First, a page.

The next few weeks will be filled with Steve’s background and life full of amazing adventures (somehow all print related), join us again in a week for the next installment of “Friend Before Salesman.” <<Click here to go to the next post!>>

Women Who Mean Business

Women have made such great strides in the business world. The Auburn Journal is putting out their Women in Business edition soon and we would like to join the celebration! Our business is women-owned, and a thriving marketing and print provider. We asked our women to give a few words in reflection about their careers and what success means to them.

merrill, the owner
Merrill, our fearless leader and owner of APi-marketing.
  1. What makes a good leader? Honesty. When you’re responsible for a team of people, it’s important to raise the bar even higher. Your business and its employees are a reflection of yourself. If you make honest, ethical behavior a key value, your team will follow.

  2. How you/your business became successful. We are always honest and realistic with our customers. We never promise something we can not deliver
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  3. What does success mean to you? Maintaining long standing business and employee relationships
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  4. What are your life goals? More time to volunteer for organizations I’m passionate about. How are you achieving or working towards achieving them? Training and trusting someone to take over some of my work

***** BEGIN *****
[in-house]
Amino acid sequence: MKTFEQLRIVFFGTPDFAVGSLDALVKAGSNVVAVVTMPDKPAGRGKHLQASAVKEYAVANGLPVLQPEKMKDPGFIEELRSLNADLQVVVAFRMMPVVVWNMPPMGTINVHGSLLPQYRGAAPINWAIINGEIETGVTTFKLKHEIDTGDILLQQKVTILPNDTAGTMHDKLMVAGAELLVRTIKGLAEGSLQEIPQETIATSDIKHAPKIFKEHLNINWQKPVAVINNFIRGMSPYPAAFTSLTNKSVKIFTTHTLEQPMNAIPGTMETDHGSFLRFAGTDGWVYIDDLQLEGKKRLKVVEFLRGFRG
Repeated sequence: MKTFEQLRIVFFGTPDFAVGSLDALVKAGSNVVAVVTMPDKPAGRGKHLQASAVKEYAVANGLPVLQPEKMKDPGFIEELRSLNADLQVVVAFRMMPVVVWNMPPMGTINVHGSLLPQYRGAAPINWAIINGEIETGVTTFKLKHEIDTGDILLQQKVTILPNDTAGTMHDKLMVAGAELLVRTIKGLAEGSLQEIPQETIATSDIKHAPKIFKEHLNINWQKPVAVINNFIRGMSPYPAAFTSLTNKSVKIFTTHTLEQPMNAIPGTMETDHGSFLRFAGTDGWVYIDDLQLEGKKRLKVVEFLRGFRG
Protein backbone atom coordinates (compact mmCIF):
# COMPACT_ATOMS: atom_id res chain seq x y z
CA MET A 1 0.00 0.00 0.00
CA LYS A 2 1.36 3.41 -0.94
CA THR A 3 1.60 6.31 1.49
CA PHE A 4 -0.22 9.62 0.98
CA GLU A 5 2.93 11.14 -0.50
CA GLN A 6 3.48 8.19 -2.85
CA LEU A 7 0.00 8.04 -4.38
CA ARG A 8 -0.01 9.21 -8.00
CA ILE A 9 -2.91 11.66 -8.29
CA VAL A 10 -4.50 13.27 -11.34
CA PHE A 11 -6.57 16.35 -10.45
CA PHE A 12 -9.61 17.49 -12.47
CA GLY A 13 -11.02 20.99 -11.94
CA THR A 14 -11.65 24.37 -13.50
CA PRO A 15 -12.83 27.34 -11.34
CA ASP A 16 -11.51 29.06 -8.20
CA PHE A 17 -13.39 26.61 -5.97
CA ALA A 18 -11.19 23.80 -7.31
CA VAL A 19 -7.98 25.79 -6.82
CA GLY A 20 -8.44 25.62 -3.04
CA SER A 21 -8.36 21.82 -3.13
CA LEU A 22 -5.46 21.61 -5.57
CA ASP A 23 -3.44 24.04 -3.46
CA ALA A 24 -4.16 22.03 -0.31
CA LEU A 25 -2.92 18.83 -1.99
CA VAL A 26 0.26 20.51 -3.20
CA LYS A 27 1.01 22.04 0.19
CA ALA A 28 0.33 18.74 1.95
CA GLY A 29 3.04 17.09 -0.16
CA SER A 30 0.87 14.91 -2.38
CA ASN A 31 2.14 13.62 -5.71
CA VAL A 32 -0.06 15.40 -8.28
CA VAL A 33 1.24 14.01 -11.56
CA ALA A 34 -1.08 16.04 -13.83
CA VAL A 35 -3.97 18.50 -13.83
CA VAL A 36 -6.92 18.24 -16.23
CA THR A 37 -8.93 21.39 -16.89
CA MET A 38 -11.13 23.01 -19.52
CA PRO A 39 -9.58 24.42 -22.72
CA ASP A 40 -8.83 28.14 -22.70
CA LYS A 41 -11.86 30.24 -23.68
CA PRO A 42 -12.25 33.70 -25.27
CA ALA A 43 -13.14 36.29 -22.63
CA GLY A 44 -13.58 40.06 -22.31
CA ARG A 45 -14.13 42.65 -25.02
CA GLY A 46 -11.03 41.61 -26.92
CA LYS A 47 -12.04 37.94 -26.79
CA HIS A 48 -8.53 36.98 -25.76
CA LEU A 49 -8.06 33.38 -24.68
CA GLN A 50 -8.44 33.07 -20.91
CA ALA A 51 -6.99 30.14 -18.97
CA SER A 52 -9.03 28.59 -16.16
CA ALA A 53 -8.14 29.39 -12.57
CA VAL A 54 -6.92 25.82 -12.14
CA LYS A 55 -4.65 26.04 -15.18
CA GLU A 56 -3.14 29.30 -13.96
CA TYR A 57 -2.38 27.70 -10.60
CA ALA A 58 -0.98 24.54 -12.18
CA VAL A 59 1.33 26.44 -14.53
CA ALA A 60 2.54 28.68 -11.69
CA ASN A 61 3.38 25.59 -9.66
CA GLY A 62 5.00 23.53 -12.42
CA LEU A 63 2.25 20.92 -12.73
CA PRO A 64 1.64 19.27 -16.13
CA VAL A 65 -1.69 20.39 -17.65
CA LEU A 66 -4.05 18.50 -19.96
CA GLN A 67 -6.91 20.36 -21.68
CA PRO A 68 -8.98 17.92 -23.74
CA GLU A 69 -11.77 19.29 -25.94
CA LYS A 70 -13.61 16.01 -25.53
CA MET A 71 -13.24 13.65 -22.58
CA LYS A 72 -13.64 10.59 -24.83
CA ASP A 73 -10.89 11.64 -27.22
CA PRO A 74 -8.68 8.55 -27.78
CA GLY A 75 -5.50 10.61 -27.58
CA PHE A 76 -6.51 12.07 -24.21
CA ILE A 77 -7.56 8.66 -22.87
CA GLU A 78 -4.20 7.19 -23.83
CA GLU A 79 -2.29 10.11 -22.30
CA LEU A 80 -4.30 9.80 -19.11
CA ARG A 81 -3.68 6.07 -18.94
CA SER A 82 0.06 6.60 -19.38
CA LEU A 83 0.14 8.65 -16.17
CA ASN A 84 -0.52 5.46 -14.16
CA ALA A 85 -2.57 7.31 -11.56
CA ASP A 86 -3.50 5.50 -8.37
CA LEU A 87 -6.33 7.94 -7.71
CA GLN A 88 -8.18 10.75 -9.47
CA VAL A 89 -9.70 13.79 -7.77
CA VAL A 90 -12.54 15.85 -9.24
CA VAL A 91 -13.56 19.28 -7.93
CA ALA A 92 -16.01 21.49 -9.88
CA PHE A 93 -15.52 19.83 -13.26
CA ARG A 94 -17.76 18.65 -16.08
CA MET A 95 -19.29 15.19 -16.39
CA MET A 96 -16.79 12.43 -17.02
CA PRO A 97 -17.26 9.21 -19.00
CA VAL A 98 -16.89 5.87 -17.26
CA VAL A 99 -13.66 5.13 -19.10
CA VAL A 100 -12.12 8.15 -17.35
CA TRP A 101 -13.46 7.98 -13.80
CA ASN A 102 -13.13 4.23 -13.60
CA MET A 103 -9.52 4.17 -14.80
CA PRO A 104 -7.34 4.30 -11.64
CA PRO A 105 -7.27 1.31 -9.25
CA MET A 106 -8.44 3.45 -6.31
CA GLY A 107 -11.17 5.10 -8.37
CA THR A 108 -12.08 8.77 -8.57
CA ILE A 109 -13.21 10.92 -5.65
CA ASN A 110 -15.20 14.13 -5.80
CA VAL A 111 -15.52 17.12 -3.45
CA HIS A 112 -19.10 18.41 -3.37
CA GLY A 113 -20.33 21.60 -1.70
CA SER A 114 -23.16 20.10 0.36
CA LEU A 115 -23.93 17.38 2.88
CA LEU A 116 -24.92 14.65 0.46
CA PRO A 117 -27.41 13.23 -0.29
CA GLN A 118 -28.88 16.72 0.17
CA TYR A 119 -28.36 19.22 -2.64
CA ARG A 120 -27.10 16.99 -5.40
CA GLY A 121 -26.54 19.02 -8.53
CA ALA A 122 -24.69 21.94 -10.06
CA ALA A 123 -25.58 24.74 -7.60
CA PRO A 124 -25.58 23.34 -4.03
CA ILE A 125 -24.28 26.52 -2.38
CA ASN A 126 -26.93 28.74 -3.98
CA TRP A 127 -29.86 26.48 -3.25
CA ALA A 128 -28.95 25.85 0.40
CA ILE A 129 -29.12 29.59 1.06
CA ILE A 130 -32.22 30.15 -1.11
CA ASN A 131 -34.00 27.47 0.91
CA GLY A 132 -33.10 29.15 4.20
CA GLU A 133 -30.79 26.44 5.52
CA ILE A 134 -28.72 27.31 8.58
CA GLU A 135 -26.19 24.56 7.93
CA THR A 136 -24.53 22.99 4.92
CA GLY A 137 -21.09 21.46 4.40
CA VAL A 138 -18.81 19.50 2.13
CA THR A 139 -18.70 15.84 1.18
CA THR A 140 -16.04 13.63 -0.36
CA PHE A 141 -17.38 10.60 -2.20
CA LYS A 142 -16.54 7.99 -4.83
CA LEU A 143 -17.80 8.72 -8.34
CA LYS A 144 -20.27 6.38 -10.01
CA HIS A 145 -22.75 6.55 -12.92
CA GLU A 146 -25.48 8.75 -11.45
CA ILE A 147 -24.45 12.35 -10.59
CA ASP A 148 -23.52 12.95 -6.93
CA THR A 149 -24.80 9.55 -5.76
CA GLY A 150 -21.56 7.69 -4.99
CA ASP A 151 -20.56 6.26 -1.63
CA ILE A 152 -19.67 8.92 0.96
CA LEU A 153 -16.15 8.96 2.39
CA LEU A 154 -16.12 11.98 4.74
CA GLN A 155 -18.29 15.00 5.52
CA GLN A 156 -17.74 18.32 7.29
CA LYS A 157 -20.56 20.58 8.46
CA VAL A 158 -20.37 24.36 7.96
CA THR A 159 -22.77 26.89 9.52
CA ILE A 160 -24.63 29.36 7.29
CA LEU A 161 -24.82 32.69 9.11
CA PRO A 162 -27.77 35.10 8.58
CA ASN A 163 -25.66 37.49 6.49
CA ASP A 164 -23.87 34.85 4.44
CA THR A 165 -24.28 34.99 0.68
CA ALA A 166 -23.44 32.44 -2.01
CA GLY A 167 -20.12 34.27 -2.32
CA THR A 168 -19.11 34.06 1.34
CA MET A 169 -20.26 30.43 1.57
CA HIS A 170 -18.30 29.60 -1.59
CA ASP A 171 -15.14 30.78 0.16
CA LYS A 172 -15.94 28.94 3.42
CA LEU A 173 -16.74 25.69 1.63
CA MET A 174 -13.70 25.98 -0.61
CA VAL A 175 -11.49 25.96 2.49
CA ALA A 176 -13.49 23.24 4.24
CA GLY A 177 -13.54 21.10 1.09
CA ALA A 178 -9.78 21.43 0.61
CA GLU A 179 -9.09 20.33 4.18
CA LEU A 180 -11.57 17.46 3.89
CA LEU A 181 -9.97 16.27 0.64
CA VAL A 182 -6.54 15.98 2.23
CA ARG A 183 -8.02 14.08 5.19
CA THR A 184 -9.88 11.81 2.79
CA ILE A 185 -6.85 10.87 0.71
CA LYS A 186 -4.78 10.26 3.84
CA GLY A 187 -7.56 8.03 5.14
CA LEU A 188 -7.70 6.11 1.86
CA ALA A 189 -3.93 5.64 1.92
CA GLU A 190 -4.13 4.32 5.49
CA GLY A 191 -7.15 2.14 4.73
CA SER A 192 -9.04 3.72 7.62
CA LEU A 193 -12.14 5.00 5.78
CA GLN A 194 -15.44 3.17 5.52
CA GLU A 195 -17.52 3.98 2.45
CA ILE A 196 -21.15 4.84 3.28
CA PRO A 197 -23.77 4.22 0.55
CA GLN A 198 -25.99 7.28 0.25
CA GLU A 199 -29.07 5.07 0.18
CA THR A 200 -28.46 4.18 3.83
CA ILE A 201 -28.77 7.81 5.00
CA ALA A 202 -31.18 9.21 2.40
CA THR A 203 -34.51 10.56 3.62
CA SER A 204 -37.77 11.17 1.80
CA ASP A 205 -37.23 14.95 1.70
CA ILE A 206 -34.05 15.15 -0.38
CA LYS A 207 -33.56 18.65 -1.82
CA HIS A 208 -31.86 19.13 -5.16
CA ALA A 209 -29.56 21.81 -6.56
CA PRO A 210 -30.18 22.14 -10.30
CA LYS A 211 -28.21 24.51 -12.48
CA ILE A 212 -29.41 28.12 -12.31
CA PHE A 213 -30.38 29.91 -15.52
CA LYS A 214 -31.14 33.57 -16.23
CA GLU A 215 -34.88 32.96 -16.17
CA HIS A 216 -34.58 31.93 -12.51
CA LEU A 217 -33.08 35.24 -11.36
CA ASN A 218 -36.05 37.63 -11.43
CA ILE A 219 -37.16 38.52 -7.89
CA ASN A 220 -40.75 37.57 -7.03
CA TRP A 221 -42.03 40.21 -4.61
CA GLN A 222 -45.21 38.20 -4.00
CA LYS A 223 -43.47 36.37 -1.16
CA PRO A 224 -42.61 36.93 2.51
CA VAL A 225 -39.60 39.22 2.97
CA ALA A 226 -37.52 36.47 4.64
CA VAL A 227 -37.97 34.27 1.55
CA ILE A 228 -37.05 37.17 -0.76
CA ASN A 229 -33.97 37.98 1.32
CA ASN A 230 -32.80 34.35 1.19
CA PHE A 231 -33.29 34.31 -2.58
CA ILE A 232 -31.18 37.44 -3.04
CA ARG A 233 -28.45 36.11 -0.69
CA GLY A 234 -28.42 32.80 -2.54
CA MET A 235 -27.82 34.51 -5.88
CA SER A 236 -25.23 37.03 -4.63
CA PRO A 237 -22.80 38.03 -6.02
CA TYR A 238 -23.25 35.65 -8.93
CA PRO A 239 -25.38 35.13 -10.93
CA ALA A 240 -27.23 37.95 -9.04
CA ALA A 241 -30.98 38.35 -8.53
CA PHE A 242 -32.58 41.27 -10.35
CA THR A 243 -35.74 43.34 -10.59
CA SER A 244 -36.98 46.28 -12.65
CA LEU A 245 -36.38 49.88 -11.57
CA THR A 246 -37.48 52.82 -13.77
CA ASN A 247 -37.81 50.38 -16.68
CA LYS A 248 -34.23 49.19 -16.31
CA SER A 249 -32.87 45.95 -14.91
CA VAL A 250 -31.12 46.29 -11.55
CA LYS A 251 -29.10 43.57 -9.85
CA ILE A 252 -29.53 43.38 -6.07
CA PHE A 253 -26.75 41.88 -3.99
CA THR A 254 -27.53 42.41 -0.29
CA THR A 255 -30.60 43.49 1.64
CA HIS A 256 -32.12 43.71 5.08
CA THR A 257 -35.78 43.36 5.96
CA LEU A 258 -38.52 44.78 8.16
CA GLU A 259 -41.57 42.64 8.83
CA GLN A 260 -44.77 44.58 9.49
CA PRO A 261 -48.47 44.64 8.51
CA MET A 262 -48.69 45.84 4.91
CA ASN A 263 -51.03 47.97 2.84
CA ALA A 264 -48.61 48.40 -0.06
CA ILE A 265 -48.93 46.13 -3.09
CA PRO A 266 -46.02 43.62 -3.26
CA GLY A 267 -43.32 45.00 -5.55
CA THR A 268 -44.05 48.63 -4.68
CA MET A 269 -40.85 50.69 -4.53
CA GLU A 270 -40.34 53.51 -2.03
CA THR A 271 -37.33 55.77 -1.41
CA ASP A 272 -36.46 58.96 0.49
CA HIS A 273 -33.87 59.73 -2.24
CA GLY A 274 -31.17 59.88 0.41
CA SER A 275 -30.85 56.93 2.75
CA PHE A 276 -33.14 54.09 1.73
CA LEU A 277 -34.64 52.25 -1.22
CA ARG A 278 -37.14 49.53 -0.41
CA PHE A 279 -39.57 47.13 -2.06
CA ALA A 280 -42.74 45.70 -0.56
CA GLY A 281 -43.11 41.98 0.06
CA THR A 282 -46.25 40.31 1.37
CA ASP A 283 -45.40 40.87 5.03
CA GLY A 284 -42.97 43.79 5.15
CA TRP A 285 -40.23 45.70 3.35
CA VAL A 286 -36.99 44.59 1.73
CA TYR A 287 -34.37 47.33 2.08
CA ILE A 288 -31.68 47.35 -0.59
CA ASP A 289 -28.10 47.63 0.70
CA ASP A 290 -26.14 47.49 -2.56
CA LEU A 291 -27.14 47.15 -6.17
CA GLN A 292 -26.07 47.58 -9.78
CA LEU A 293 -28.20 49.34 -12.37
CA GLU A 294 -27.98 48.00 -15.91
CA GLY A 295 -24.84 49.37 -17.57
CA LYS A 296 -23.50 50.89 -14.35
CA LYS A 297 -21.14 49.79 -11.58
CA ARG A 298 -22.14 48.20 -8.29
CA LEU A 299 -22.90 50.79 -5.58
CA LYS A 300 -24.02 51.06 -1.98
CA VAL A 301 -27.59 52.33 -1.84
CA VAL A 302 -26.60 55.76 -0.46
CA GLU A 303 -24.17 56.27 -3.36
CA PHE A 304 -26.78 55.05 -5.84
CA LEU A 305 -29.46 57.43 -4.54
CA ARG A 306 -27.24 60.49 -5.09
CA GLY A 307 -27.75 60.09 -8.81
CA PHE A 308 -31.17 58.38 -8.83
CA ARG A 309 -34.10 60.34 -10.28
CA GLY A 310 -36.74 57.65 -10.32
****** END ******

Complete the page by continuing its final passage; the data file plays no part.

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  5. Awards, certifications, degrees? Personal: presented the Laurel Society Award from Soroptimist International of Auburn. Laurel Society is SIA’s prestigious recognition program. Business: numerous print quality awards for local and International printing associations, and winning local Best of the Best for 11 consecutive years.

  Continue reading Women Who Mean Business

An Adventure in Marketing

Marketing opportunities are all around us. Some of us see them when we close our eyes and some of us see them when we go on vacation. We let our Graphic Designer leave for a week this Spring, and while we managed to survive, she was making some marketing observations.

“To Overland Expo!” That was I told them. Driving to Arizona and back in a 50-year-old vehicle with a tent perched on a trailer. What sorts of things did I see on the way? Well, of course everywhere there were billboards and storefront signs trying to outdo one-another with something clever or no-nonsense, but I noticed a three key things underneath the surface of my destinations:

Continue reading An Adventure in Marketing

He Named Me Malala

Thursday Feb 4th APi-marketing is sponsoring the screening of this inspiring film about a 15-year-old girl from Pakistan who was wounded by the Taliban and is now leading a campaign for girl’s education globally.

Yep, folks this is heavy stuff and this young woman decided to risk her life to speak out for what she believes in and is now a Nobel Peace Prize Laureate!

As a longtime Soroptimist, and a sometime feminist, I am glad that the State Theater has brought this film back a second time for local viewing and am honored that we are able to sponsor the evening. Won’t you join us? Run time is 90 minutes, admission is $8.00 and it starts at 7 pm.

Goodwill Ambassador of the Year

Jackie-Goodwill EmbassadorJackie Weston, Emerging Services Manager of Auburn Printers and Integrated Marketing received the Goodwill Ambassador of the Year award presented by the Auburn Chamber of Commerce. “I never thought that I would be presented with such a distinguished award for doing what I enjoy. I am passionate about representing the Chamber and being so tremendously involved in our community”, says Jackie.